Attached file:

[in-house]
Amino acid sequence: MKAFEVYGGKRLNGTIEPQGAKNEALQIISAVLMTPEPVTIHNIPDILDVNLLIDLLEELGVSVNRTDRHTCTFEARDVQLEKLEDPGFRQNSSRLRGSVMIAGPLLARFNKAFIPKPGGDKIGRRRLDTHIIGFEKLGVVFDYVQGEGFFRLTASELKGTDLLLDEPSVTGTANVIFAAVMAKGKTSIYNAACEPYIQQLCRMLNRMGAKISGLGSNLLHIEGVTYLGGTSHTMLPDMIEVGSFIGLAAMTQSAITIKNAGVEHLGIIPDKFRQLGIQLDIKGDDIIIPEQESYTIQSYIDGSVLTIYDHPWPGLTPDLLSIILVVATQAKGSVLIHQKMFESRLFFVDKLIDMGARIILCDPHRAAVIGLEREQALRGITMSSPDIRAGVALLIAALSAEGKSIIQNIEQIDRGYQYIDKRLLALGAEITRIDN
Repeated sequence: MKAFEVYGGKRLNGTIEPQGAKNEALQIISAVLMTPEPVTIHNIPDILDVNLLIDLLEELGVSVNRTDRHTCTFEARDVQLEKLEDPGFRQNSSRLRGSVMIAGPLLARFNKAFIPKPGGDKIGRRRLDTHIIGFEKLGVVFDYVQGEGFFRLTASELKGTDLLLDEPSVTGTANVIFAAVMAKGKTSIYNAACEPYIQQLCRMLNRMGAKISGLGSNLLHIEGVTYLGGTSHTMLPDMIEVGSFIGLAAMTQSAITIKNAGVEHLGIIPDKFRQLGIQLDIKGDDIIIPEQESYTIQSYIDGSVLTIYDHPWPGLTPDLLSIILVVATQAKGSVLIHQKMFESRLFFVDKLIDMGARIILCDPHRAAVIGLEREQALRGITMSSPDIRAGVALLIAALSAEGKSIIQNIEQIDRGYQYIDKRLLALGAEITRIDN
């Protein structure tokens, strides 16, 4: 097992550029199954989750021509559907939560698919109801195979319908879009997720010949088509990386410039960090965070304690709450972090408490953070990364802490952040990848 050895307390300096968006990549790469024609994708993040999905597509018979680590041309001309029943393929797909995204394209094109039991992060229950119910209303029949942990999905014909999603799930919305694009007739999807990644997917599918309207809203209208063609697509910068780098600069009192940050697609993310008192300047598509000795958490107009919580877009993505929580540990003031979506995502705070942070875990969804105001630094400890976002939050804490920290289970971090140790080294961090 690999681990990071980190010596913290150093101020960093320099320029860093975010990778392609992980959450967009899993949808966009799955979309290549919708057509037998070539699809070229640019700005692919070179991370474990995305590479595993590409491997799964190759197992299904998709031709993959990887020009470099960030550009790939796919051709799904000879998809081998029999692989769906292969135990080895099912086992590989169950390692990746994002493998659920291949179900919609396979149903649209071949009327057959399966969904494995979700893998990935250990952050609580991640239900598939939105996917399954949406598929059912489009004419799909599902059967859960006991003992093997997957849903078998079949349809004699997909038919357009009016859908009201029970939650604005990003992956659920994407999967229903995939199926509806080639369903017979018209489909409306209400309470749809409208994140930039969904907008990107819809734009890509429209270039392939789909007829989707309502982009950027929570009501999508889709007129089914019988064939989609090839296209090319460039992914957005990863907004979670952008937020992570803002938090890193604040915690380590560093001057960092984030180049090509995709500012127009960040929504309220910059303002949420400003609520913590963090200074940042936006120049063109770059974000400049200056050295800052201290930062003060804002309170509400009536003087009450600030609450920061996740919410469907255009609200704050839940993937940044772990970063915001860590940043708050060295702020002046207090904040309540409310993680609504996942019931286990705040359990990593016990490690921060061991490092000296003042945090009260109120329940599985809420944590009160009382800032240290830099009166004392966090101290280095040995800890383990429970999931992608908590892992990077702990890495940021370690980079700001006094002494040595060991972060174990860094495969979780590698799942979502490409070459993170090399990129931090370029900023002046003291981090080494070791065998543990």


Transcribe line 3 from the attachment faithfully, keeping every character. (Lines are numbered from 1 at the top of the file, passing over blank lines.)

Repeated sequence: MKAFEVYGGKRLNGTIEPQGAKNEALQIISAVLMTPEPVTIHNIPDILDVNLLIDLLEELGVSVNRTDRHTCTFEARDVQLEKLEDPGFRQNSSRLRGSVMIAGPLLARFNKAFIPKPGGDKIGRRRLDTHIIGFEKLGVVFDYVQGEGFFRLTASELKGTDLLLDEPSVTGTANVIFAAVMAKGKTSIYNAACEPYIQQLCRMLNRMGAKISGLGSNLLHIEGVTYLGGTSHTMLPDMIEVGSFIGLAAMTQSAITIKNAGVEHLGIIPDKFRQLGIQLDIKGDDIIIPEQESYTIQSYIDGSVLTIYDHPWPGLTPDLLSIILVVATQAKGSVLIHQKMFESRLFFVDKLIDMGARIILCDPHRAAVIGLEREQALRGITMSSPDIRAGVALLIAALSAEGKSIIQNIEQIDRGYQYIDKRLLALGAEITRIDN